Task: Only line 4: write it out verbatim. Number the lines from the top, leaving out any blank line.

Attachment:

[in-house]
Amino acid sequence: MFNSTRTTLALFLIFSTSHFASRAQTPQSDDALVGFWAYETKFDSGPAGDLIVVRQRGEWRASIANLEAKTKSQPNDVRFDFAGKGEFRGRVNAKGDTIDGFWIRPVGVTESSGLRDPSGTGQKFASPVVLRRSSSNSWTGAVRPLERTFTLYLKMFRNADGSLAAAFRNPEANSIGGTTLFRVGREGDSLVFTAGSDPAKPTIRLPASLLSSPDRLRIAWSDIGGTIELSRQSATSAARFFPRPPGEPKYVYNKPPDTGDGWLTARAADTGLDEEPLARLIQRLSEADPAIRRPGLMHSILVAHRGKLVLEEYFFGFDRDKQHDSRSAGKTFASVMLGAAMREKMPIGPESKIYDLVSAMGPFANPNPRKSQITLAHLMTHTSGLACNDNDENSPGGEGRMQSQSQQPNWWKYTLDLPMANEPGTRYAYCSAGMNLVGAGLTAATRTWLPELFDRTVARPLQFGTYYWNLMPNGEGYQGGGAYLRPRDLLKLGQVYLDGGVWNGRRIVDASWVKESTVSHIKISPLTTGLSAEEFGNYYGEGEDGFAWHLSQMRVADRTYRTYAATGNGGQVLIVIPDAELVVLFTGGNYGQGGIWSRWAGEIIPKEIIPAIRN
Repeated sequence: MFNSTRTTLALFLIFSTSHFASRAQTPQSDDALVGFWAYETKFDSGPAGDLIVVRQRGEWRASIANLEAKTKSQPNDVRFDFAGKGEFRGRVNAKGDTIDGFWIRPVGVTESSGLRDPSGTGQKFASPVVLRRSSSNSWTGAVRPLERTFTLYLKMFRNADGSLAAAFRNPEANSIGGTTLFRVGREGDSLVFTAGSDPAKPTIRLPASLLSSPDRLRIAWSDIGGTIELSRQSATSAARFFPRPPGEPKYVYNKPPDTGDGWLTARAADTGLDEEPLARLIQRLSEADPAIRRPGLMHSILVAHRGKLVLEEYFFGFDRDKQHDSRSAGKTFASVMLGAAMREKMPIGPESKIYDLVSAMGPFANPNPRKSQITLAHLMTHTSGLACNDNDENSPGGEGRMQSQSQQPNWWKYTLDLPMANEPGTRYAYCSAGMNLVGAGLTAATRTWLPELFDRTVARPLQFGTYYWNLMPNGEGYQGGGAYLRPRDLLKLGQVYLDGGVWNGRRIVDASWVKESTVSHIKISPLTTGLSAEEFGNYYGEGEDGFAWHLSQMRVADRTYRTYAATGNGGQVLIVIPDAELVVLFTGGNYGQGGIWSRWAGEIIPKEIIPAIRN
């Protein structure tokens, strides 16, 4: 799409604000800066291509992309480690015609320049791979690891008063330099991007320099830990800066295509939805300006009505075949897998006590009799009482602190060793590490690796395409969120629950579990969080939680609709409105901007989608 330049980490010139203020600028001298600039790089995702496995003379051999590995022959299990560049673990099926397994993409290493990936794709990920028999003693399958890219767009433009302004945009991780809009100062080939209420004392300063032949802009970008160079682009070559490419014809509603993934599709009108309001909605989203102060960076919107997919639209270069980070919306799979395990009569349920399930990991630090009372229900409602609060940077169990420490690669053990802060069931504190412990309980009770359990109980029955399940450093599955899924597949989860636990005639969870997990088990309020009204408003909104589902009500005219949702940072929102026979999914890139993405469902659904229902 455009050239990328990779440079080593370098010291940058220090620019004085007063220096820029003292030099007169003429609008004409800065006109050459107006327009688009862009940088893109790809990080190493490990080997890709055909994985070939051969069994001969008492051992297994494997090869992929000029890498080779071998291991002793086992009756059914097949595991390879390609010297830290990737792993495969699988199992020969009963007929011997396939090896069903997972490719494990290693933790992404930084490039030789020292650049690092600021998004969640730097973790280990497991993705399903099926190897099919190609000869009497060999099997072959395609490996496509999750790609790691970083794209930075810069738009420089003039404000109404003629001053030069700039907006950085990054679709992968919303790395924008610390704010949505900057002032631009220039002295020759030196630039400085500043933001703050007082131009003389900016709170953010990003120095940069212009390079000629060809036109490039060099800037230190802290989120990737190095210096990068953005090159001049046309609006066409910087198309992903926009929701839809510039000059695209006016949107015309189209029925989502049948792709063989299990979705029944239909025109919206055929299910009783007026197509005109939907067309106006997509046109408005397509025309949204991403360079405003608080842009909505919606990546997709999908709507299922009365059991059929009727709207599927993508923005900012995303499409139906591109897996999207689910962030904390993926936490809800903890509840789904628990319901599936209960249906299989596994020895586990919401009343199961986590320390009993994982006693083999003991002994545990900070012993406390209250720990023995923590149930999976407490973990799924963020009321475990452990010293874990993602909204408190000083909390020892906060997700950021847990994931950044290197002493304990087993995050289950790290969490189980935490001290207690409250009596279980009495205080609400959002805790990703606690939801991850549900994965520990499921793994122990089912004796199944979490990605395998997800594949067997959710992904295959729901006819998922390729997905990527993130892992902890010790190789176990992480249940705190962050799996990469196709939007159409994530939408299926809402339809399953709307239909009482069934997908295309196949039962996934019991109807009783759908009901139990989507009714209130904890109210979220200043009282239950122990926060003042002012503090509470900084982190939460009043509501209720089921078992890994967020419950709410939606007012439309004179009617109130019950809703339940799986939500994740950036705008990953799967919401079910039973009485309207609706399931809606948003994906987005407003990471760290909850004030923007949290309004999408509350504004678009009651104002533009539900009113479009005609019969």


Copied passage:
């Protein structure tokens, strides 16, 4: 799409604000800066291509992309480690015609320049791979690891008063330099991007320099830990800066295509939805300006009505075949897998006590009799009482602190060793590490690796395409969120629950579990969080939680609709409105901007989608 330049980490010139203020600028001298600039790089995702496995003379051999590995022959299990560049673990099926397994993409290493990936794709990920028999003693399958890219767009433009302004945009991780809009100062080939209420004392300063032949802009970008160079682009070559490419014809509603993934599709009108309001909605989203102060960076919107997919639209270069980070919306799979395990009569349920399930990991630090009372229900409602609060940077169990420490690669053990802060069931504190412990309980009770359990109980029955399940450093599955899924597949989860636990005639969870997990088990309020009204408003909104589902009500005219949702940072929102026979999914890139993405469902659904229902 455009050239990328990779440079080593370098010291940058220090620019004085007063220096820029003292030099007169003429609008004409800065006109050459107006327009688009862009940088893109790809990080190493490990080997890709055909994985070939051969069994001969008492051992297994494997090869992929000029890498080779071998291991002793086992009756059914097949595991390879390609010297830290990737792993495969699988199992020969009963007929011997396939090896069903997972490719494990290693933790992404930084490039030789020292650049690092600021998004969640730097973790280990497991993705399903099926190897099919190609000869009497060999099997072959395609490996496509999750790609790691970083794209930075810069738009420089003039404000109404003629001053030069700039907006950085990054679709992968919303790395924008610390704010949505900057002032631009220039002295020759030196630039400085500043933001703050007082131009003389900016709170953010990003120095940069212009390079000629060809036109490039060099800037230190802290989120990737190095210096990068953005090159001049046309609006066409910087198309992903926009929701839809510039000059695209006016949107015309189209029925989502049948792709063989299990979705029944239909025109919206055929299910009783007026197509005109939907067309106006997509046109408005397509025309949204991403360079405003608080842009909505919606990546997709999908709507299922009365059991059929009727709207599927993508923005900012995303499409139906591109897996999207689910962030904390993926936490809800903890509840789904628990319901599936209960249906299989596994020895586990919401009343199961986590320390009993994982006693083999003991002994545990900070012993406390209250720990023995923590149930999976407490973990799924963020009321475990452990010293874990993602909204408190000083909390020892906060997700950021847990994931950044290197002493304990087993995050289950790290969490189980935490001290207690409250009596279980009495205080609400959002805790990703606690939801991850549900994965520990499921793994122990089912004796199944979490990605395998997800594949067997959710992904295959729901006819998922390729997905990527993130892992902890010790190789176990992480249940705190962050799996990469196709939007159409994530939408299926809402339809399953709307239909009482069934997908295309196949039962996934019991109807009783759908009901139990989507009714209130904890109210979220200043009282239950122990926060003042002012503090509470900084982190939460009043509501209720089921078992890994967020419950709410939606007012439309004179009617109130019950809703339940799986939500994740950036705008990953799967919401079910039973009485309207609706399931809606948003994906987005407003990471760290909850004030923007949290309004999408509350504004678009009651104002533009539900009113479009005609019969």